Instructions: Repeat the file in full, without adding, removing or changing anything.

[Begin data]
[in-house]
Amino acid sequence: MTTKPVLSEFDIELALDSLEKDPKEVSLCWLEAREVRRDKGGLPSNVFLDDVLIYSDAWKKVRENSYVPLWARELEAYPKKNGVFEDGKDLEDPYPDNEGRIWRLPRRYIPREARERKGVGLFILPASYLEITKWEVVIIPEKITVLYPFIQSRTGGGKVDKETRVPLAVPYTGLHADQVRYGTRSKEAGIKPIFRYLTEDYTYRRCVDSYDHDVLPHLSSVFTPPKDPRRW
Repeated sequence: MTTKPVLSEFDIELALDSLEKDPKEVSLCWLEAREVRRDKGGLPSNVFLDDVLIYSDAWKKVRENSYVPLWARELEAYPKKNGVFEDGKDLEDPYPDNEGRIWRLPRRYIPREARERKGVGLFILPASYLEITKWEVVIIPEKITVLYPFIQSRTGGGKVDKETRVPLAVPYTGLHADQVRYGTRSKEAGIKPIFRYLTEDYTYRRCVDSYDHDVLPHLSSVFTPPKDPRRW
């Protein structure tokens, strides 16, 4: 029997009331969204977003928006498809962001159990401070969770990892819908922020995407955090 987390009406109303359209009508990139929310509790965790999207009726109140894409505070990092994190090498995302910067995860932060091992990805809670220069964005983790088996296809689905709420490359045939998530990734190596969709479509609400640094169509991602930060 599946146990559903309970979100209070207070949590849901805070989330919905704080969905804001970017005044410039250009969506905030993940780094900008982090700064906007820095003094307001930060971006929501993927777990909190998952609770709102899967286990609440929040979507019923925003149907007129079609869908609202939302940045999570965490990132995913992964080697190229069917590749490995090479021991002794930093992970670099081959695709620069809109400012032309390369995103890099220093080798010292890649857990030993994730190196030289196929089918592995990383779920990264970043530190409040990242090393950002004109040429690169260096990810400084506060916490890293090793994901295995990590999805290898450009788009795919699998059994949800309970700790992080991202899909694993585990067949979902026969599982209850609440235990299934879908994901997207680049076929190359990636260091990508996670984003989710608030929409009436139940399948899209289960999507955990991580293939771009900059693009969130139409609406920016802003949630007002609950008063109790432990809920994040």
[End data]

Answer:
[in-house]
Amino acid sequence: MTTKPVLSEFDIELALDSLEKDPKEVSLCWLEAREVRRDKGGLPSNVFLDDVLIYSDAWKKVRENSYVPLWARELEAYPKKNGVFEDGKDLEDPYPDNEGRIWRLPRRYIPREARERKGVGLFILPASYLEITKWEVVIIPEKITVLYPFIQSRTGGGKVDKETRVPLAVPYTGLHADQVRYGTRSKEAGIKPIFRYLTEDYTYRRCVDSYDHDVLPHLSSVFTPPKDPRRW
Repeated sequence: MTTKPVLSEFDIELALDSLEKDPKEVSLCWLEAREVRRDKGGLPSNVFLDDVLIYSDAWKKVRENSYVPLWARELEAYPKKNGVFEDGKDLEDPYPDNEGRIWRLPRRYIPREARERKGVGLFILPASYLEITKWEVVIIPEKITVLYPFIQSRTGGGKVDKETRVPLAVPYTGLHADQVRYGTRSKEAGIKPIFRYLTEDYTYRRCVDSYDHDVLPHLSSVFTPPKDPRRW
């Protein structure tokens, strides 16, 4: 029997009331969204977003928006498809962001159990401070969770990892819908922020995407955090 987390009406109303359209009508990139929310509790965790999207009726109140894409505070990092994190090498995302910067995860932060091992990805809670220069964005983790088996296809689905709420490359045939998530990734190596969709479509609400640094169509991602930060 599946146990559903309970979100209070207070949590849901805070989330919905704080969905804001970017005044410039250009969506905030993940780094900008982090700064906007820095003094307001930060971006929501993927777990909190998952609770709102899967286990609440929040979507019923925003149907007129079609869908609202939302940045999570965490990132995913992964080697190229069917590749490995090479021991002794930093992970670099081959695709620069809109400012032309390369995103890099220093080798010292890649857990030993994730190196030289196929089918592995990383779920990264970043530190409040990242090393950002004109040429690169260096990810400084506060916490890293090793994901295995990590999805290898450009788009795919699998059994949800309970700790992080991202899909694993585990067949979902026969599982209850609440235990299934879908994901997207680049076929190359990636260091990508996670984003989710608030929409009436139940399948899209289960999507955990991580293939771009900059693009969130139409609406920016802003949630007002609950008063109790432990809920994040």